NANCY CORDES: Hillary Clinton, herself, did not spend much time in those states.

JOHN PODESTA: We, you know, we had -- Tim Kaine was there, Barack Obama was in -- and she spent enormous time in Pennsylvania and Michigan.

NANCY CORDES: Sure.

JOHN PODESTA: And we spent a lot of effort. We had more staff in Wisconsin than even President Obama had in 2012. But, but I think that begs the question, I think we, we focused on the places we thought were that were you know in contest, and at the end of the day, we fell short in those states. And I think that this active measures effort by the Russians could have tilted the election in, in Donald Trump's favor. But I think what the real issue is, is how he's reacted to that. And in that context, if we're - if this is information warfare, then I think he's the first draft-dodger in the war. I mean, he has done nothing but tried to undermine the Mueller investigation, he hasn't implemented the sanctions that he -- was passed by the congress and that he signed in reaction to the, to the activities in the 2016 election. We learned this week, he's ordered no effort to try to get the intelligence community to get together to try to prevent further activities in the 2018 election.

NANCY CORDES: Why do you think that is? Do you think it's because to do so would be to admit that somehow the Russians might have influenced this election?

JOHN PODESTA: Well, you know, I think that Mr. Trump's psyche is complicated and people have said a lot, a lot about it, but he certainly can't accept that this activity may have helped him, and I think he just constantly tries to move the ball away, including what was, I think, really a despicable tweet about the fact that he's blaming the FBI for investigating the Russia investigation and somehow relating that to the tragic killings in Florida. But you know who knows with Mr. Trump? But he clearly, I think, has failed in carrying out his duty as president of the United States, which is to protect our democracy.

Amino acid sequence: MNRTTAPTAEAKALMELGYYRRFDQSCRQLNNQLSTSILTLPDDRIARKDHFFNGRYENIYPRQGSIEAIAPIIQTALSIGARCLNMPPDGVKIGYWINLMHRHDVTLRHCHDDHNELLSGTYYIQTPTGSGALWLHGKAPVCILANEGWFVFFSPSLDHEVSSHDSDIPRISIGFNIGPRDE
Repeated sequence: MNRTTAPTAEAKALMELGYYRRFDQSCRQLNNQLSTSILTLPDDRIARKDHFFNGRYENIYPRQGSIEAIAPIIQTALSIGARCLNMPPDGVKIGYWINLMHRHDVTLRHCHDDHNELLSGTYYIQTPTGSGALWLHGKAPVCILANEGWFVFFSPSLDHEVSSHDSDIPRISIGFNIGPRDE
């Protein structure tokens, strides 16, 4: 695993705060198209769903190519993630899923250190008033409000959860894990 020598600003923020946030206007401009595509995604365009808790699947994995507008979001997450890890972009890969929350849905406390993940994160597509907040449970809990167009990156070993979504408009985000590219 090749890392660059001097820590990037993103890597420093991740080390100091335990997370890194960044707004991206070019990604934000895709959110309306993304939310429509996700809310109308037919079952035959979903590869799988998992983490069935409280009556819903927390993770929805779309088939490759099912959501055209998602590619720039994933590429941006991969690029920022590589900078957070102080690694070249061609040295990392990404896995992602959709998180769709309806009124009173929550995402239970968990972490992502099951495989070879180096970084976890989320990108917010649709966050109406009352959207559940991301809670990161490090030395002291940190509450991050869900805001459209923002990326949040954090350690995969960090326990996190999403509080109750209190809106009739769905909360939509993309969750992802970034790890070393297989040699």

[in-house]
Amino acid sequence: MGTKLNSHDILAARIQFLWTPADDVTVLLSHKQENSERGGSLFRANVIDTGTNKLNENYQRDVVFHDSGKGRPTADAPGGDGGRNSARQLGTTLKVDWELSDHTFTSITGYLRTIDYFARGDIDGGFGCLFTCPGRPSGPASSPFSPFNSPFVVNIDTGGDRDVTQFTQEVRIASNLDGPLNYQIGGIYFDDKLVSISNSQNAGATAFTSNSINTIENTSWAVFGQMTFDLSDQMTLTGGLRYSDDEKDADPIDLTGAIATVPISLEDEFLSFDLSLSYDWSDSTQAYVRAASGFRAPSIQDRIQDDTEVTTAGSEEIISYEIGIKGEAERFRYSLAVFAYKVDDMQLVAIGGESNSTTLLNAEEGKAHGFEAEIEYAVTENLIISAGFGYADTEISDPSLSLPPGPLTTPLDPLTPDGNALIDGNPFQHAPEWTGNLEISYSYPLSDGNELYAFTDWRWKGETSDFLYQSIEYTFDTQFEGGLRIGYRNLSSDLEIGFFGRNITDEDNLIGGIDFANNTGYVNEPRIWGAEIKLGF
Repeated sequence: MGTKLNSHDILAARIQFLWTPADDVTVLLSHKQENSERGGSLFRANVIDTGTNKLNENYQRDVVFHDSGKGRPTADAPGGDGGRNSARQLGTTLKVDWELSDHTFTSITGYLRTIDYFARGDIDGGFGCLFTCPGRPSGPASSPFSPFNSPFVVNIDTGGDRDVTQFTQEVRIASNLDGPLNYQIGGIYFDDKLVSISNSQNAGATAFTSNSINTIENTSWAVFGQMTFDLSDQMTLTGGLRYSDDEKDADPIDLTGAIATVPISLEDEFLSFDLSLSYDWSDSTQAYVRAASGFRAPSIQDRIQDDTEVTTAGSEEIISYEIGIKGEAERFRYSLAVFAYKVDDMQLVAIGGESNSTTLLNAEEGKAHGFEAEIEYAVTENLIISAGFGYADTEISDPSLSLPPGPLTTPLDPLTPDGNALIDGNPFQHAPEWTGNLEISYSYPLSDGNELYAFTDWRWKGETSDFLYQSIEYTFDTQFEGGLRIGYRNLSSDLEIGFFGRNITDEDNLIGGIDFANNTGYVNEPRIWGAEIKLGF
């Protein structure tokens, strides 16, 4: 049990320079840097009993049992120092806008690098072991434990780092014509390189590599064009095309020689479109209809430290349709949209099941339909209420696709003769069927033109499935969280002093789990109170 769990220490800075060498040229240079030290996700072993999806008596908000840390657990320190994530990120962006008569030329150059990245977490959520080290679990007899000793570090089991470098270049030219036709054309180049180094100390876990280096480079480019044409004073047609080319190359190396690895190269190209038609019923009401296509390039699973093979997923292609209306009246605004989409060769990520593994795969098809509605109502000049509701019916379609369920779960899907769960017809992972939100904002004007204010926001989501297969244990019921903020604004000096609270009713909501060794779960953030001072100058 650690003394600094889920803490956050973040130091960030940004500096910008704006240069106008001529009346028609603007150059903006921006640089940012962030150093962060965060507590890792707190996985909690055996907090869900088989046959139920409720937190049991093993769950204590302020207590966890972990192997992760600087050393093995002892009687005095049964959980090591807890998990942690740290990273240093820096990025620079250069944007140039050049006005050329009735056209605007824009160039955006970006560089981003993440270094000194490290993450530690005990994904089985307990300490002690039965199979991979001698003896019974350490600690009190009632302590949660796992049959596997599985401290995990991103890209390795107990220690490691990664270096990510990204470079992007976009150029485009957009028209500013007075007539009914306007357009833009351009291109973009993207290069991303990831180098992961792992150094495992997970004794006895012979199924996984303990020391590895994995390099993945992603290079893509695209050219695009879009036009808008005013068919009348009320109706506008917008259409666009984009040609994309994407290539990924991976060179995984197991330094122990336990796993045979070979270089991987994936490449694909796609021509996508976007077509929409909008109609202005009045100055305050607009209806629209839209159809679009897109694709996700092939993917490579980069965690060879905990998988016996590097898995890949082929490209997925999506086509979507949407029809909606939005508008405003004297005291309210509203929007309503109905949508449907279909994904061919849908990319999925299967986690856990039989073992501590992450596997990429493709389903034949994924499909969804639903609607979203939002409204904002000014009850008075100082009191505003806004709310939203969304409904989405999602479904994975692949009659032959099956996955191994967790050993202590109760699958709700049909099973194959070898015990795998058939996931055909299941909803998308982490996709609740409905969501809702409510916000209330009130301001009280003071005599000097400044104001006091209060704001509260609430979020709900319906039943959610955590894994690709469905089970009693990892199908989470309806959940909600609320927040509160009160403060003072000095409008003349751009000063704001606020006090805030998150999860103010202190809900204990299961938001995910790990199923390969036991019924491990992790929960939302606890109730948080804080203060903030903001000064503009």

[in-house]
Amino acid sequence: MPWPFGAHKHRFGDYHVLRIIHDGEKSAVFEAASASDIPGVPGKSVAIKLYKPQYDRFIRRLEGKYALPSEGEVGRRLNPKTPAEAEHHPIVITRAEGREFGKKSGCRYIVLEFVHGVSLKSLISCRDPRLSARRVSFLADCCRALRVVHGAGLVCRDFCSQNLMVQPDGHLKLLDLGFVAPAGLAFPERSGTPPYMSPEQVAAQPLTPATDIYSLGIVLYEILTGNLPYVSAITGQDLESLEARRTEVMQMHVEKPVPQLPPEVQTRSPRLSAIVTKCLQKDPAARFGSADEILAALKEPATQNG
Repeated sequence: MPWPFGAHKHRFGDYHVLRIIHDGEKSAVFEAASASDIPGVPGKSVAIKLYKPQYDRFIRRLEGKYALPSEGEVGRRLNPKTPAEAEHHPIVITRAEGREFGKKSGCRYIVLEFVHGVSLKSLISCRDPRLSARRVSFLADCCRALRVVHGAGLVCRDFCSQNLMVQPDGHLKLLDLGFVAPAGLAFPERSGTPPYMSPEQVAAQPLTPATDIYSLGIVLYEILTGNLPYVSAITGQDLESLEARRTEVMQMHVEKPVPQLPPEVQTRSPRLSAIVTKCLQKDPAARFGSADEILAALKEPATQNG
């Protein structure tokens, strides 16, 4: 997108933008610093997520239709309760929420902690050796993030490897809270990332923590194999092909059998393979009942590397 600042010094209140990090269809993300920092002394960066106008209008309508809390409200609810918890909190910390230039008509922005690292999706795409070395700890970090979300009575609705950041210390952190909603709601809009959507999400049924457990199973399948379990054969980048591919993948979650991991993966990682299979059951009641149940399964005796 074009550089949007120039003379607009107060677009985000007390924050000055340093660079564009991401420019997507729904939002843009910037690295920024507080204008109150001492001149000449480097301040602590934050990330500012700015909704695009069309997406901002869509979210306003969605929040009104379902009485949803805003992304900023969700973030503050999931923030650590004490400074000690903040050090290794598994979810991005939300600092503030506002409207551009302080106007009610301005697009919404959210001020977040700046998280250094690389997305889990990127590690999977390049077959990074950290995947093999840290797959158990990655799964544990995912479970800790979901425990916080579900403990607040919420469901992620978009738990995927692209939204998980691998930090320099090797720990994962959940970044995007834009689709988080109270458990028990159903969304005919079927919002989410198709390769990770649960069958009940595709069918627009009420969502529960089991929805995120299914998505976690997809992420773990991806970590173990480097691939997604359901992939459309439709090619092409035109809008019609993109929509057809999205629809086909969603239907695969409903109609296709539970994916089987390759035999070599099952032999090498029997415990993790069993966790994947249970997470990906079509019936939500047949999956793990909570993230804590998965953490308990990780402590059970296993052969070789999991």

NANCY CORDES: Midterm elections are coming up, and it's been reported that Democrats are telling your former boss, Bill Clinton, that in light of the Me Too movement, they, they think he should sit it out, he should be benched, and they're not looking for him to actively campaign for them. Is that true? And do you think that that's the right call?

JOHN PODESTA: Look, I think he remains, I think, a figure who is popular with a lot of Democrats across the country. And I think that people are calling him, candidates are calling him and asking for advice. But whether he's going to be an active participant, I think that's not you know really on the top of his mind right now. I think he's doing other things, and, and people make their own judgments about whether he can be helpful in the campaign.

NANCY CORDES: Do you think it's a good idea, very quickly, for him to sit it out?

JOHN PODESTA: Well, you know, look, I think that, that if I was advising a campaign and a candidate about what to do, I would, I would sort of judge whether he can be helpful. And I think some places he can be, and probably some places he's more of a lightning rod.

NANCY CORDES: All right, John Podesta, thank you so much. Campaign chairman for Hillary Clinton. And we'll be right back with our panel of Republicans who are leaving the House and Senate.